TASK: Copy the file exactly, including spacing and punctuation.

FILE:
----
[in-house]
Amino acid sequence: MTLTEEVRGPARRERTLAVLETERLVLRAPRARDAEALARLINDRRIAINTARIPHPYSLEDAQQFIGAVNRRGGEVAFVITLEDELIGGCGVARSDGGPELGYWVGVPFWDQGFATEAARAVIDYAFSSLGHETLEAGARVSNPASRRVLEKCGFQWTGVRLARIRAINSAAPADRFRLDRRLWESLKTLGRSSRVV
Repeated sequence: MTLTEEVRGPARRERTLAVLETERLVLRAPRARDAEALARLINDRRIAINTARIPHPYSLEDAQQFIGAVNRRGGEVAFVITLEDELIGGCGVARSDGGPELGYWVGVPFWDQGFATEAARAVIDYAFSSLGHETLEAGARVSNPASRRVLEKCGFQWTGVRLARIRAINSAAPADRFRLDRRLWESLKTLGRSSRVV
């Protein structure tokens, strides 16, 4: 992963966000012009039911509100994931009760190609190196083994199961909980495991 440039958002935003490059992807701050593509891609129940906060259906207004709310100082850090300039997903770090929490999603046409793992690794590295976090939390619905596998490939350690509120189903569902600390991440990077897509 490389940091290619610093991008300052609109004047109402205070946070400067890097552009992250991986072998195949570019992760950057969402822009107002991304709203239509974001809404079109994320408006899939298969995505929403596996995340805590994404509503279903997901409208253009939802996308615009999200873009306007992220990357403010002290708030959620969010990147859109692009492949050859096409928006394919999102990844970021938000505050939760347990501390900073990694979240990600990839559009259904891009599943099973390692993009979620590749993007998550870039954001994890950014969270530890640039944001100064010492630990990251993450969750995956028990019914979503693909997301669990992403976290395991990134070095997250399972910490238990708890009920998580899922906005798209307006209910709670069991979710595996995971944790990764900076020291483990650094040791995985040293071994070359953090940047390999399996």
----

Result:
[in-house]
Amino acid sequence: MTLTEEVRGPARRERTLAVLETERLVLRAPRARDAEALARLINDRRIAINTARIPHPYSLEDAQQFIGAVNRRGGEVAFVITLEDELIGGCGVARSDGGPELGYWVGVPFWDQGFATEAARAVIDYAFSSLGHETLEAGARVSNPASRRVLEKCGFQWTGVRLARIRAINSAAPADRFRLDRRLWESLKTLGRSSRVV
Repeated sequence: MTLTEEVRGPARRERTLAVLETERLVLRAPRARDAEALARLINDRRIAINTARIPHPYSLEDAQQFIGAVNRRGGEVAFVITLEDELIGGCGVARSDGGPELGYWVGVPFWDQGFATEAARAVIDYAFSSLGHETLEAGARVSNPASRRVLEKCGFQWTGVRLARIRAINSAAPADRFRLDRRLWESLKTLGRSSRVV
């Protein structure tokens, strides 16, 4: 992963966000012009039911509100994931009760190609190196083994199961909980495991 440039958002935003490059992807701050593509891609129940906060259906207004709310100082850090300039997903770090929490999603046409793992690794590295976090939390619905596998490939350690509120189903569902600390991440990077897509 490389940091290619610093991008300052609109004047109402205070946070400067890097552009992250991986072998195949570019992760950057969402822009107002991304709203239509974001809404079109994320408006899939298969995505929403596996995340805590994404509503279903997901409208253009939802996308615009999200873009306007992220990357403010002290708030959620969010990147859109692009492949050859096409928006394919999102990844970021938000505050939760347990501390900073990694979240990600990839559009259904891009599943099973390692993009979620590749993007998550870039954001994890950014969270530890640039944001100064010492630990990251993450969750995956028990019914979503693909997301669990992403976290395991990134070095997250399972910490238990708890009920998580899922906005798209307006209910709670069991979710595996995971944790990764900076020291483990650094040791995985040293071994070359953090940047390999399996």